In addition to – and often accompanying – the drinking, I’ve taken a fair amount of blows to the head. No stranger to a concussion am I. I have been blessed with a skull like the xenomorphs in Aliens, but the grey matter inside has often been set jostling around in there to the extent that it’s not a case of ‘has damage occurred’ but more a case of ‘you should invest in Alzheimer’s research’. I suspect this has had a deleterious effect on the more long-term aspects of my memory. I’ve possibly been punched hard enough to delete things I learned in that place where they taught me stuff good.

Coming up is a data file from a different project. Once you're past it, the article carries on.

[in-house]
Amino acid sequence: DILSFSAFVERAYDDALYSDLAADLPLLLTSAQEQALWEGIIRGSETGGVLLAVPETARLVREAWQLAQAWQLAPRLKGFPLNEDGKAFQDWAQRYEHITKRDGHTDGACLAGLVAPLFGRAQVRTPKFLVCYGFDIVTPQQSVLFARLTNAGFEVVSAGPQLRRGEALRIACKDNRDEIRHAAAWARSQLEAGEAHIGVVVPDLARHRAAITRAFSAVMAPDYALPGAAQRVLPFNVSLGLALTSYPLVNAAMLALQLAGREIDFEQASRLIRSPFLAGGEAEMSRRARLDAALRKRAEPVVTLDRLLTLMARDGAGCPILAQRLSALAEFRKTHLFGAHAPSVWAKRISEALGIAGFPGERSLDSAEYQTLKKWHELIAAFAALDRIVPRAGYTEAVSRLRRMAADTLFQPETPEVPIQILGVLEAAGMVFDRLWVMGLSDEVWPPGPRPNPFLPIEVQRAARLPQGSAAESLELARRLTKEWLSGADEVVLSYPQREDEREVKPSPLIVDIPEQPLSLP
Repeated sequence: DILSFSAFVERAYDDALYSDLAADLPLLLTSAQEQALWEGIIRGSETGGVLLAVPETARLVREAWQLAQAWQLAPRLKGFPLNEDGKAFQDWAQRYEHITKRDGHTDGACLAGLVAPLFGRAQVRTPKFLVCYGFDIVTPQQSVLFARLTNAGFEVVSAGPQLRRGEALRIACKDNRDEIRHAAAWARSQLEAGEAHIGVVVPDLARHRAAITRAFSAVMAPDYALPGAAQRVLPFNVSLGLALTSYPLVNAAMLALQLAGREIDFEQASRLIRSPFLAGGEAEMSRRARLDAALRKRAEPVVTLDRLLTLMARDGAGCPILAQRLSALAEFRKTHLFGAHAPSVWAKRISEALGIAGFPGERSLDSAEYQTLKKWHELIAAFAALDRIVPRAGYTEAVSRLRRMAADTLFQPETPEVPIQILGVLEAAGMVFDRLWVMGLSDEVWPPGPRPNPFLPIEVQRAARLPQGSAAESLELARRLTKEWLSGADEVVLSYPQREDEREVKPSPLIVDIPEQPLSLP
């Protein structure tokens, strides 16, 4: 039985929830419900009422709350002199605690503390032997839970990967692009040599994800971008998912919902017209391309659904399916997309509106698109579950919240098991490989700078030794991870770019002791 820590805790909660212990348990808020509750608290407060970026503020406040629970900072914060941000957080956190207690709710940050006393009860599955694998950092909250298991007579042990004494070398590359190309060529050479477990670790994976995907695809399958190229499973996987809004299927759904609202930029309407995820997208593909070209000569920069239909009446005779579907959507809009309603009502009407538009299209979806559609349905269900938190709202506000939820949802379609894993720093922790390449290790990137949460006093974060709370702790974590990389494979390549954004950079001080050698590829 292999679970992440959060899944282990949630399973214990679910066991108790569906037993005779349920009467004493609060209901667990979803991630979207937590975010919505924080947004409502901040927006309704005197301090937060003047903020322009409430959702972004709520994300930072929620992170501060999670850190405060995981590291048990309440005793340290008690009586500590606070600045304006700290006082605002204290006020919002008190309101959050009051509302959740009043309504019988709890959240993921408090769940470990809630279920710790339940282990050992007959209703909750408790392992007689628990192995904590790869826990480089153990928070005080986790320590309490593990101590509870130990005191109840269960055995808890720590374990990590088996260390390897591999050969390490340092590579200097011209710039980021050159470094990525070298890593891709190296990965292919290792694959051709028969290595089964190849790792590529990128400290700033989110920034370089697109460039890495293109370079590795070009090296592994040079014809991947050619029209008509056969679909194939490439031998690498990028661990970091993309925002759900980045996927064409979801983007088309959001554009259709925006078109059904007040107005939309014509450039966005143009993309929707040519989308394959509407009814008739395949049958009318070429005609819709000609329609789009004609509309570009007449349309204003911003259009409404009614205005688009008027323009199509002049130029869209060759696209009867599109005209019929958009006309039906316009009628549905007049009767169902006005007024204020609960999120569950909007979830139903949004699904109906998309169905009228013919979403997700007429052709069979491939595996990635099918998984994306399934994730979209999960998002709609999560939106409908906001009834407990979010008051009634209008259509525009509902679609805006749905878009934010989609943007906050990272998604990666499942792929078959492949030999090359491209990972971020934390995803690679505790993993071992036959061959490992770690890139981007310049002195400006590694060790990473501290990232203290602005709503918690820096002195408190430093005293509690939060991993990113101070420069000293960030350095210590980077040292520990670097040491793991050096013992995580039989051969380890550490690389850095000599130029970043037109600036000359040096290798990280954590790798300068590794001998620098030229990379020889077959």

But the third, and most damning, conclusion I’m reached about my memory is that I may just be a little disinterested in things as they’re happening, and as a result just don’t pay enough attention. I’m a chronic daydreamer, and a lot of interactions I endure drag me out of some reverie or other (usually featuring wonky skyscraper corridor fights, which I may soon need to shorten to WSCFs for brevity). A lot of banal information is immediately filed under I Don’t Know Who That Is or I’ll Never See Them Again or Someone Else Will Take Care Of It, and that is death to memory. It means my brain is instantly dragging that new information to the Trash Can instead of saving it to the Disk. So unless you can make it affect me personally, or encase it in a humorous and recyclable anecdote, you are running the risk that I won’t recall it even just hours from now.